For the second time this year, the Federal Open Market Committee today announced that it would not raise the federal funds rate, leaving the target range at 5.25% to 5.5%. Despite the pause, Federal Reserve Chairman Jerome Powell said that a majority of committee members expect to raise the rate at least one more time before the end of the year.
“The fact that we decided to maintain the policy rate at this meeting doesn’t mean we have decided that we have or have not, at this time, reached that stance of monetary policy that we are seeking,” Powell told reporters after the announcement.
In June, the FOMC first paused the series of rate increases that began more than a year ago. The committee raised the rate by 25 basis points during its last meeting in July, saying at the time it would evaluate the need for further hikes on a meeting-by-meeting basis. Powell today noted that wage growth has shown some signs of easing in recent months and the number of job vacancies has declined, both of which should put downward pressure on inflation. Still, inflation expectations remain “well-anchored” in the minds of the public, as shown in a broad range of surveys, he said.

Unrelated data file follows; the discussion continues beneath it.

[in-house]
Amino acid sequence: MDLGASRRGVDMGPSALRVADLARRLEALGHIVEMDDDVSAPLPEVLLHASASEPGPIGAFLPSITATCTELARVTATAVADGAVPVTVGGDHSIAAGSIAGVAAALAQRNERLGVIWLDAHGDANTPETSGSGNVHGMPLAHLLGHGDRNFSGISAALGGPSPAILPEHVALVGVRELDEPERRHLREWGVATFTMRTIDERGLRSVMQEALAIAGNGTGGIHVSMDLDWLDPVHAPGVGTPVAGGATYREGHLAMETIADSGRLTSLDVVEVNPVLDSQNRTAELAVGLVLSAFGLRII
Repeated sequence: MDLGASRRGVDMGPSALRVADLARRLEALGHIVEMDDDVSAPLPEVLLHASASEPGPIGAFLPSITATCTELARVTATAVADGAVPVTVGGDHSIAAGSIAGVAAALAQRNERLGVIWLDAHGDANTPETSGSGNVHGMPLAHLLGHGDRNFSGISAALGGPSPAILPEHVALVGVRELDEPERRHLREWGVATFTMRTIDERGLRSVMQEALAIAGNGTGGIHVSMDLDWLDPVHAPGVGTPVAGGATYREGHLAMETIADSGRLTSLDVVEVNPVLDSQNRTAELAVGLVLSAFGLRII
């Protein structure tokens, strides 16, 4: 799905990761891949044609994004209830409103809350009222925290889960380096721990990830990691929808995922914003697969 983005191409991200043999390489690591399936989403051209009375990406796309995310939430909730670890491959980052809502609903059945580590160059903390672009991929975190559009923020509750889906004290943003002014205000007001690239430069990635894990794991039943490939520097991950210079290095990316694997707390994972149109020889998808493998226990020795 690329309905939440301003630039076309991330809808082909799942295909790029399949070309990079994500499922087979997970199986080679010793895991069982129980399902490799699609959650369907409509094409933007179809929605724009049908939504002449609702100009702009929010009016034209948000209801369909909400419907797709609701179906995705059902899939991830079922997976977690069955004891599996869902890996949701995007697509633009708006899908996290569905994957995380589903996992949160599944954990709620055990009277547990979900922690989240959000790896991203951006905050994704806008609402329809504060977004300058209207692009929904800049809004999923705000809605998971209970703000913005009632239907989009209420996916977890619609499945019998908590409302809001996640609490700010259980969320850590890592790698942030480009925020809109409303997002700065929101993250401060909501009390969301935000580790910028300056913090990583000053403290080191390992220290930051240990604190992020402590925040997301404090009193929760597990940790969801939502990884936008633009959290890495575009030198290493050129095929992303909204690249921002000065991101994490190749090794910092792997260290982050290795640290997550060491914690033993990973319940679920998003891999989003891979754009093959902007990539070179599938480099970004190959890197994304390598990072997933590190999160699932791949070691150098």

“What we decided to do was maintain a policy rate and await further data,” Powell said. “We want to see convincing evidence that we have reached the appropriate level and we have seen progress—and we welcome that—but we need to see more progress before we will be willing to reach that conclusion.” The FOMC next meets at the end of October.